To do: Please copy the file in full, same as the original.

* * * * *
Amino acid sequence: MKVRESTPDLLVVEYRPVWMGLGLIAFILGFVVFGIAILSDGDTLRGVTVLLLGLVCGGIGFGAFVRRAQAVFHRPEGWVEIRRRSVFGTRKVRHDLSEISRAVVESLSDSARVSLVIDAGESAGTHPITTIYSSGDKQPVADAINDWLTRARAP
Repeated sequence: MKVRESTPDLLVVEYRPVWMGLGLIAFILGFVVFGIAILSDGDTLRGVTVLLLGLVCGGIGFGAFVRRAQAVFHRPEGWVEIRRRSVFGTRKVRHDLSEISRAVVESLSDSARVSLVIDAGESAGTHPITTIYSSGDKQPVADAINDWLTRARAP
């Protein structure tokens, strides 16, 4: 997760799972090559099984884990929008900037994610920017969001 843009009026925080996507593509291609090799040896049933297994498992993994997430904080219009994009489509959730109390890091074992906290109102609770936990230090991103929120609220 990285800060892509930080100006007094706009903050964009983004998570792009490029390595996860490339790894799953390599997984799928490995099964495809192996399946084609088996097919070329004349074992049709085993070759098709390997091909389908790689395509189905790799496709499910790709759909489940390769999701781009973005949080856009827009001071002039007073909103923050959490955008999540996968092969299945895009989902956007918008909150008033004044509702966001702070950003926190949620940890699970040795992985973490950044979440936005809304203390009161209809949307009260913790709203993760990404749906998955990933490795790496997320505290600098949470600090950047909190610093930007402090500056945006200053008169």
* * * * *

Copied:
Amino acid sequence: MKVRESTPDLLVVEYRPVWMGLGLIAFILGFVVFGIAILSDGDTLRGVTVLLLGLVCGGIGFGAFVRRAQAVFHRPEGWVEIRRRSVFGTRKVRHDLSEISRAVVESLSDSARVSLVIDAGESAGTHPITTIYSSGDKQPVADAINDWLTRARAP
Repeated sequence: MKVRESTPDLLVVEYRPVWMGLGLIAFILGFVVFGIAILSDGDTLRGVTVLLLGLVCGGIGFGAFVRRAQAVFHRPEGWVEIRRRSVFGTRKVRHDLSEISRAVVESLSDSARVSLVIDAGESAGTHPITTIYSSGDKQPVADAINDWLTRARAP
């Protein structure tokens, strides 16, 4: 997760799972090559099984884990929008900037994610920017969001 843009009026925080996507593509291609090799040896049933297994498992993994997430904080219009994009489509959730109390890091074992906290109102609770936990230090991103929120609220 990285800060892509930080100006007094706009903050964009983004998570792009490029390595996860490339790894799953390599997984799928490995099964495809192996399946084609088996097919070329004349074992049709085993070759098709390997091909389908790689395509189905790799496709499910790709759909489940390769999701781009973005949080856009827009001071002039007073909103923050959490955008999540996968092969299945895009989902956007918008909150008033004044509702966001702070950003926190949620940890699970040795992985973490950044979440936005809304203390009161209809949307009260913790709203993760990404749906998955990933490795790496997320505290600098949470600090950047909190610093930007402090500056945006200053008169």